Virginia parents who send their kids to co-operative pre-schools may soon be required to undergo nearly a week of training. As Ilya Shapiro writes in The Federalist:
My wife and I are the proud (and exhausted) parents of two young sons, and we live in Falls Church, Virginia. Our oldest is “two half” and will be starting a “cooperative” preschool down the street this September. That means we volunteer in his classroom and help run the school—charity auction, field trip transportation, etc.—and in return we save on tuition. It’s a win-win..
Currently, co-oping parents in Virginia must undergo four hours of annual training before they can volunteer in the classroom—basic things like first aid and certain laws relevant to child care. As reported by the Washington Post, however, the Virginia Department of Social Services is considering regulations that would require co-oping parents instead to undergo approximately 30 hours of training—just to help in the classroom a few hours each month, completing daunting tasks like passing out snacks and sweeping the floors.
Yup. That's overboard. But even worse than the amount of training is this:
The training includes topics like preventing shaken-baby syndrome ...
STOP! STOP! STOP!
The assumption that Shaken Baby Syndrome is pervasive has sent hundreds of devastated parents to prison for a crime they did not commit. Susan Goldsmith is a journalist who made a documentary called The Syndrome. She told us in an email:
Many states have passed laws requiring those who are in contact with young children and infants undergo training to prevent shaken baby syndrome. The parents and caretakers cannot get out of it even though shaken baby syndrome is a deeply flawed diagnosis that research has shown again and again is scientifically and forensically unreliable...There are an estimated 1,000 innocent people in America's prisons convicted on what broad scientific research across many disciplines has shown to be junk science.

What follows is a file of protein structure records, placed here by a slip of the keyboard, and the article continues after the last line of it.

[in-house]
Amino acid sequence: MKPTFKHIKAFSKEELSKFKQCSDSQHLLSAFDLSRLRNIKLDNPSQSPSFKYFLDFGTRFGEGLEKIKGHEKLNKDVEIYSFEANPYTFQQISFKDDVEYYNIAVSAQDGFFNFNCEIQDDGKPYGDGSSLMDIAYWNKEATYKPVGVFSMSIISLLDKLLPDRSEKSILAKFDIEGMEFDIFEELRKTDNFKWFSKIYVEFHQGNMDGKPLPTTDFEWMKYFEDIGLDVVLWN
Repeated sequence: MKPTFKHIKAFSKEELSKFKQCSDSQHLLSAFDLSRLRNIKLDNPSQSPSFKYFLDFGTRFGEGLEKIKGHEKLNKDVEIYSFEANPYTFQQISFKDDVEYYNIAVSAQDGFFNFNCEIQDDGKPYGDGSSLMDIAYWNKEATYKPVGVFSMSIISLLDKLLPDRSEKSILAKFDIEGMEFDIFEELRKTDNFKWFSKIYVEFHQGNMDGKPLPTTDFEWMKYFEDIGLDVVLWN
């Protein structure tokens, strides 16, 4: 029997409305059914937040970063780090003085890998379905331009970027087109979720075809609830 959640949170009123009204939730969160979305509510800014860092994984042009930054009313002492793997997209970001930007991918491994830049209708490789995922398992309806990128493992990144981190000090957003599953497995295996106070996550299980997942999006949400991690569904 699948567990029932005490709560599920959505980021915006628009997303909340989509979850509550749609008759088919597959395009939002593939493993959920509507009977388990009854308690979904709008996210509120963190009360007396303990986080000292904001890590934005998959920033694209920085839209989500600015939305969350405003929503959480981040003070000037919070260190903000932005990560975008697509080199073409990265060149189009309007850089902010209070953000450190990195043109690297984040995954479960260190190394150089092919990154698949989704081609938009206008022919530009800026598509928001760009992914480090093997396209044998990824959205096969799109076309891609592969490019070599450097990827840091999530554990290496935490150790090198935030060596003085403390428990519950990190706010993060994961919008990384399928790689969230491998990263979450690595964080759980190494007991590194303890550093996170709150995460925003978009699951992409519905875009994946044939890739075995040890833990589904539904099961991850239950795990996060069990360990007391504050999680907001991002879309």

An unlike other wrongfully convicted people in DNA cases, there is no test to prove you are innocent. Law professors like Deborah Tuerkheimer at Northwestern have written about the need for state innocence panels to deal with the numbers of wrongfully convicted people in shaken baby cases.
Legally mandated materials to prevent parents from shaking children to death are trademarked and sold to hospitals and childcare centers the tune of millions of dollars largely from the National Center on Shaken Baby Syndrome in Utah. Beyond the underlying scientific problems with shaken baby syndrome, the idea that you can prevent a serious crime from reading brochures and watching videos is absurd.
So, Virginia: You can start whittling down those 30 hours by tossing the Shaken Baby lesson. And keep going from there.
Photo from @rawpixel at Unsplash.